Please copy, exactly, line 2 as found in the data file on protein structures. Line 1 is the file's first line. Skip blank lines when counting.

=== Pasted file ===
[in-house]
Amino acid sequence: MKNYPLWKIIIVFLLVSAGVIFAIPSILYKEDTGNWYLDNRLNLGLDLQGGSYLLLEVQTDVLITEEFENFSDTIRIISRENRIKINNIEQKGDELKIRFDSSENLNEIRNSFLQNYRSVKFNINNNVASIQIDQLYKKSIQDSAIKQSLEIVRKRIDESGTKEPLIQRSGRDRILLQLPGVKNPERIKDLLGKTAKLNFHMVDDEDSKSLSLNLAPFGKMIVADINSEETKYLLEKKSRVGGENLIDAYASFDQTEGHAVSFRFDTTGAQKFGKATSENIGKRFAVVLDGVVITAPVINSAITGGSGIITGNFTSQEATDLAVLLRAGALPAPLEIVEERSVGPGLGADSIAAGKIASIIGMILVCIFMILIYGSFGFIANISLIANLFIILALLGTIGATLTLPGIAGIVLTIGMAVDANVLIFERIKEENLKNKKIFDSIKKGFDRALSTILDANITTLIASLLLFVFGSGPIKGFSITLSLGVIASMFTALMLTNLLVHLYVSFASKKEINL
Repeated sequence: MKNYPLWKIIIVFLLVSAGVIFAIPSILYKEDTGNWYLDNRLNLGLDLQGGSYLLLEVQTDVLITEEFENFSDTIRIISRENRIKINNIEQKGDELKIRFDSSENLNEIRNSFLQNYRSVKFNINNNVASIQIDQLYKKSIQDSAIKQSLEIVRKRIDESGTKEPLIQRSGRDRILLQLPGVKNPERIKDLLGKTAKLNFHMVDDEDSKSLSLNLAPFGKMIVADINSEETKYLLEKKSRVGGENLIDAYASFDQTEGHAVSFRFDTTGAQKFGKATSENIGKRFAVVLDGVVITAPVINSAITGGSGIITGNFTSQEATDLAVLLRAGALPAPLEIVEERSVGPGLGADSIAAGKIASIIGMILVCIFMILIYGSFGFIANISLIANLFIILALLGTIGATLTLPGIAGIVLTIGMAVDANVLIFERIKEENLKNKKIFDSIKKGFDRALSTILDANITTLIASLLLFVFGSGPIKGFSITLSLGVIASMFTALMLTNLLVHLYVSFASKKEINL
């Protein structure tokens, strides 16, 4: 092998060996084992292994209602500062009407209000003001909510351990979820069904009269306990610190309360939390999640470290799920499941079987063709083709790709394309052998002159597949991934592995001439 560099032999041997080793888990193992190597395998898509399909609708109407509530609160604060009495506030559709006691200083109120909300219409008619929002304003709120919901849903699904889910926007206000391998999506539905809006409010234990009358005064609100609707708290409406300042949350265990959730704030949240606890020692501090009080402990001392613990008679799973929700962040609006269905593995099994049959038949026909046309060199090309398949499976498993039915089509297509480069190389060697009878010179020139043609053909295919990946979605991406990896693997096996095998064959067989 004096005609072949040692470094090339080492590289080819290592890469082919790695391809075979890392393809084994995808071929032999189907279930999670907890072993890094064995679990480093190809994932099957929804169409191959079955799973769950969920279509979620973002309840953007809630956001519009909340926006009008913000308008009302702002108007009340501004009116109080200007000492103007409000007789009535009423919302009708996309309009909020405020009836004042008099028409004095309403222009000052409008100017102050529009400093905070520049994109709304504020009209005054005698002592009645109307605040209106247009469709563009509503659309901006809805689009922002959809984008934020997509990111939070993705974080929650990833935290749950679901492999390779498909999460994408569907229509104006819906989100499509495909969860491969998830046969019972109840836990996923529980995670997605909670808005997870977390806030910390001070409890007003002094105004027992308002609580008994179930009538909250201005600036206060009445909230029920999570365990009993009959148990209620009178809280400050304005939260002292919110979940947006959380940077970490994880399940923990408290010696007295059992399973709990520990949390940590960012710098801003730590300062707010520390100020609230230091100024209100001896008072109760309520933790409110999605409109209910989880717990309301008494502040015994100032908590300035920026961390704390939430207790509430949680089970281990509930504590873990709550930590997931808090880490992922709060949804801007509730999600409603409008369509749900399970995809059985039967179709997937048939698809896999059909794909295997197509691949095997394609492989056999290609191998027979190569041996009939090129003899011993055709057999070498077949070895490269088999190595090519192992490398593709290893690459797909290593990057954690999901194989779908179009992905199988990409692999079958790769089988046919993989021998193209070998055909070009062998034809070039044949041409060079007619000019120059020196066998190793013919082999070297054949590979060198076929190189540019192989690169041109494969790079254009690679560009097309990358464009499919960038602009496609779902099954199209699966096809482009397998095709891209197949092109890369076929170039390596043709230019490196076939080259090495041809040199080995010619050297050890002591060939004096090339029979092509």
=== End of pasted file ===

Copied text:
Amino acid sequence: MKNYPLWKIIIVFLLVSAGVIFAIPSILYKEDTGNWYLDNRLNLGLDLQGGSYLLLEVQTDVLITEEFENFSDTIRIISRENRIKINNIEQKGDELKIRFDSSENLNEIRNSFLQNYRSVKFNINNNVASIQIDQLYKKSIQDSAIKQSLEIVRKRIDESGTKEPLIQRSGRDRILLQLPGVKNPERIKDLLGKTAKLNFHMVDDEDSKSLSLNLAPFGKMIVADINSEETKYLLEKKSRVGGENLIDAYASFDQTEGHAVSFRFDTTGAQKFGKATSENIGKRFAVVLDGVVITAPVINSAITGGSGIITGNFTSQEATDLAVLLRAGALPAPLEIVEERSVGPGLGADSIAAGKIASIIGMILVCIFMILIYGSFGFIANISLIANLFIILALLGTIGATLTLPGIAGIVLTIGMAVDANVLIFERIKEENLKNKKIFDSIKKGFDRALSTILDANITTLIASLLLFVFGSGPIKGFSITLSLGVIASMFTALMLTNLLVHLYVSFASKKEINL